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first_img About Howard Lake Howard Lake is a digital fundraising entrepreneur. Publisher of UK Fundraising, the world’s first web resource for professional fundraisers, since 1994. Trainer and consultant in digital fundraising. Founder of Fundraising Camp and co-founder of GoodJobs.org.uk. Researching massive growth in giving. With the exception of projects that involve the construction of new facilities in a school, which must be complete by 30 November 2008, all other projects must be complete by 30 November 2007. AddThis Sharing ButtonsShare to TwitterTwitterShare to FacebookFacebookShare to LinkedInLinkedInShare to EmailEmailShare to WhatsAppWhatsAppShare to MessengerMessengerShare to MoreAddThis Dormant accounts offers school funding Tagged with: Irelandcenter_img The Dormant Accounts Fund has made available ‚€18 million for educational disadvantage as part of its latest disbursement of funds. The scheme is for the enhancement of existing educational facilities in Ireland which will be given small capital grants.Eligible schools include schools participating in DEIS, schools located in or serving RAPID areas and Special Schools. As well as enhancing existing facilities the fund will support new outdoor play areas, school libraries, dining areas and parent rooms, each of which has been given a specific allocation of funding. This round of funding will be devolved to individual school authorities to manage projects with ./guidance from the Education Department. The closing date for applications is 1st March 2007 and the application form can be downloaded from www.education.ie Advertisement  19 total views,  2 views today AddThis Sharing ButtonsShare to TwitterTwitterShare to FacebookFacebookShare to LinkedInLinkedInShare to EmailEmailShare to WhatsAppWhatsAppShare to MessengerMessengerShare to MoreAddThis Howard Lake | 18 January 2007 | Newslast_img read more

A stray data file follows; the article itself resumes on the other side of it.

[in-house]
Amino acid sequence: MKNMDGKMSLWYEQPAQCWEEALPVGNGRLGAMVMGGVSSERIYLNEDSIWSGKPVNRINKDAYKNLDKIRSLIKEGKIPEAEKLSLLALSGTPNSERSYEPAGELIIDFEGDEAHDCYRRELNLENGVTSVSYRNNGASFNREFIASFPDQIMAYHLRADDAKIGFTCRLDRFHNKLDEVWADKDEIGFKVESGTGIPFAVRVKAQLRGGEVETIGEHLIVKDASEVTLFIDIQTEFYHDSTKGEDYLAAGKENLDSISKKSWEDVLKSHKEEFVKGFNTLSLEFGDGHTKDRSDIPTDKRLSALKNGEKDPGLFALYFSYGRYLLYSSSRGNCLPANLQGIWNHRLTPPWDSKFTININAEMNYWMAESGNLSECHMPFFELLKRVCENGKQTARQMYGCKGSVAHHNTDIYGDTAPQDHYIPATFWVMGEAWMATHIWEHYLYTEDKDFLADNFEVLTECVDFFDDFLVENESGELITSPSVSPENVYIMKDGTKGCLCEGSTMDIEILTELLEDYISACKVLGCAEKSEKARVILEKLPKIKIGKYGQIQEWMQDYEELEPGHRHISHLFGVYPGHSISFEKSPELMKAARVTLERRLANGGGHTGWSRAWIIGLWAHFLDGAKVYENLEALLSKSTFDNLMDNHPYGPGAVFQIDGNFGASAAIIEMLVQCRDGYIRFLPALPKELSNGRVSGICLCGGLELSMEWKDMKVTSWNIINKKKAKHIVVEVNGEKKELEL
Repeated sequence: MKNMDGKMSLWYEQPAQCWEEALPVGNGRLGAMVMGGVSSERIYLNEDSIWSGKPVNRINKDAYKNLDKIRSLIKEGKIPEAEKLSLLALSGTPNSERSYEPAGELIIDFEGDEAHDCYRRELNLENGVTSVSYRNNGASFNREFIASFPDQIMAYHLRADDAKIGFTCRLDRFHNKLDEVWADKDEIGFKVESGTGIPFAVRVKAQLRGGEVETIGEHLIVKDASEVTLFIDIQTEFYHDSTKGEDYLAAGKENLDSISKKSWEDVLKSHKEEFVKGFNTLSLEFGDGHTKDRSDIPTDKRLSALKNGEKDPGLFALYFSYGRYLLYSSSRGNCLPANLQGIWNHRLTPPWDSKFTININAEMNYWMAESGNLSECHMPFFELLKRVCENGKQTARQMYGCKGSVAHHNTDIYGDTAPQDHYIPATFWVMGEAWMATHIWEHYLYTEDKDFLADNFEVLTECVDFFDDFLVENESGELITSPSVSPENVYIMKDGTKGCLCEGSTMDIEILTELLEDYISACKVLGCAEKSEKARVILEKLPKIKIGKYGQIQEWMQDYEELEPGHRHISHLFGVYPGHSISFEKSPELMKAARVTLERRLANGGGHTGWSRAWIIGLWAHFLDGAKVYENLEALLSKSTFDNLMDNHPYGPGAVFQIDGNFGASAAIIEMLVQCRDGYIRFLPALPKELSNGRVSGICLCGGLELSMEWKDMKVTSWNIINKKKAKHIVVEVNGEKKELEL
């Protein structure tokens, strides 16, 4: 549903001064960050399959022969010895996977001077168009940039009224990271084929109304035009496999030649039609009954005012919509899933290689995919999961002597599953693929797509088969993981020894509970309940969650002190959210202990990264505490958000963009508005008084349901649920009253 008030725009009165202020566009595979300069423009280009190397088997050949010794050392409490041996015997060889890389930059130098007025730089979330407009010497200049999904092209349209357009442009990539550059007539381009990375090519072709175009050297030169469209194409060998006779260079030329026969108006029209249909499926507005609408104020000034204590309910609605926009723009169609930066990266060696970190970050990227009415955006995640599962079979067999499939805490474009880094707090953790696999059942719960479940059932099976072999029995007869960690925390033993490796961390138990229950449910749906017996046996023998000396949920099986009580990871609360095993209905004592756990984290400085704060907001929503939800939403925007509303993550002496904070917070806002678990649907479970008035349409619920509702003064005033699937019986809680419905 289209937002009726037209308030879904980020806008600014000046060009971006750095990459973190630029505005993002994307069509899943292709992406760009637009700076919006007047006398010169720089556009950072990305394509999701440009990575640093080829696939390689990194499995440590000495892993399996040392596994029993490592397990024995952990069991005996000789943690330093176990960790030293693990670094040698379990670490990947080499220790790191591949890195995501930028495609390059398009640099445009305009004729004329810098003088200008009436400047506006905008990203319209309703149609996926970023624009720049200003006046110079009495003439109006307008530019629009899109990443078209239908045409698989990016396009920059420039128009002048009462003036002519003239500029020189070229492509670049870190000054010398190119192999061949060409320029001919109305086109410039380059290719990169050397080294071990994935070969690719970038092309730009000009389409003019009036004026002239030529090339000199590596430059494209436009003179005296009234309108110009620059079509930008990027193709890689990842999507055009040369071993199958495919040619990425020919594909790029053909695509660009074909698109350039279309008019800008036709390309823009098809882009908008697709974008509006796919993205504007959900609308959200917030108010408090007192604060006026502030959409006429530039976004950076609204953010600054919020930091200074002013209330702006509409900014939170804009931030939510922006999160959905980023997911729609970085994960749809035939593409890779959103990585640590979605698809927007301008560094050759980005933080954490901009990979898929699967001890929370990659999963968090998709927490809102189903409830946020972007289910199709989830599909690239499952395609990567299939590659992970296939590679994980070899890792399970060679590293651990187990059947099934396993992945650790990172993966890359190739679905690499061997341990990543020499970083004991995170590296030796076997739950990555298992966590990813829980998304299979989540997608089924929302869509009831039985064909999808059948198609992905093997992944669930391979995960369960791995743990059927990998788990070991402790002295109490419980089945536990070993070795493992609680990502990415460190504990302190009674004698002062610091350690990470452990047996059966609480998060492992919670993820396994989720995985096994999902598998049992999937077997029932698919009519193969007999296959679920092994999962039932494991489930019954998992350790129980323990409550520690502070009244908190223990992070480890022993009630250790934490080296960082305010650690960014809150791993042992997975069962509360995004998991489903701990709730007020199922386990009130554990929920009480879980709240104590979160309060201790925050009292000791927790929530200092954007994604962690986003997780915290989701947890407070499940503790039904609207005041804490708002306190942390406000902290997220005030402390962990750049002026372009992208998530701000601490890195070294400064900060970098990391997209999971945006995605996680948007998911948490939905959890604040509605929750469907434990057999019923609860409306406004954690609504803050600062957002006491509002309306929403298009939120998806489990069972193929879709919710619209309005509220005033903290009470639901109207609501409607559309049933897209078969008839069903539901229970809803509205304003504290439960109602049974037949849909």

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first_imgFindlay, Ohio — Over 200 oil strikers and supporters demonstrated on Feb. 24 in Findlay, Ohio, where the Marathon Petroleum Company has its international headquarters. Despite harsh winds and near-zero temperatures, the crowd waited to begin the rally until a busload of Marathon strikers from Kentucky arrived. The delegation was delayed when one of two buses broke down.The strike began Feb. 1 after negotiations between the United Steelworkers and oil industry representatives, led by Shell, broke down. The USW represents 30,000 oil workers in 230 facilities across the country. Initially, workers at nine refineries in Texas, California, Kentucky and Washington state walked out. On Feb. 7, the strike was expanded to two refineries in Indiana and Ohio.Steelworkers District One Director Dave McCall, whose district represents all of Ohio, announced that workers at four more refineries — one in Texas and three in Louisiana — had joined the strike.Representing the union’s National Oil Bargaining Policy Committee, which negotiates with the oil companies, Jim Savage explained the number one issue behind the strike: safety on the job. Staffing cuts and excessive overtime are putting workers and the community at risk, as evidenced by a horrific explosion at a refinery near Los Angeles and the fatalities of 27 USW oil workers in four years. Another issue is the high out-of-pocket health care costs that workers — in the most profitable industry in the U.S. economy — are saddled with. Savage spoke for the five members of the national negotiating team who had traveled to Findlay to attend the solidarity rally.USW Local 719 President Dave Martin, who represents the Catlettsburg, Ky., refinery, thanked all of the supporters and reported that solidarity remains high on the picket line as the strike heads into its second month.A large number of strikers from the BP refinery near Toledo, Ohio, attended the rally, along with Steelworkers and UAW members from Detroit and various parts of Ohio.After the rally, a boisterous march circled Marathon’s corporate offices several times.FacebookTwitterWhatsAppEmailPrintMoreShare thisFacebookTwitterWhatsAppEmailPrintMoreShare thislast_img read more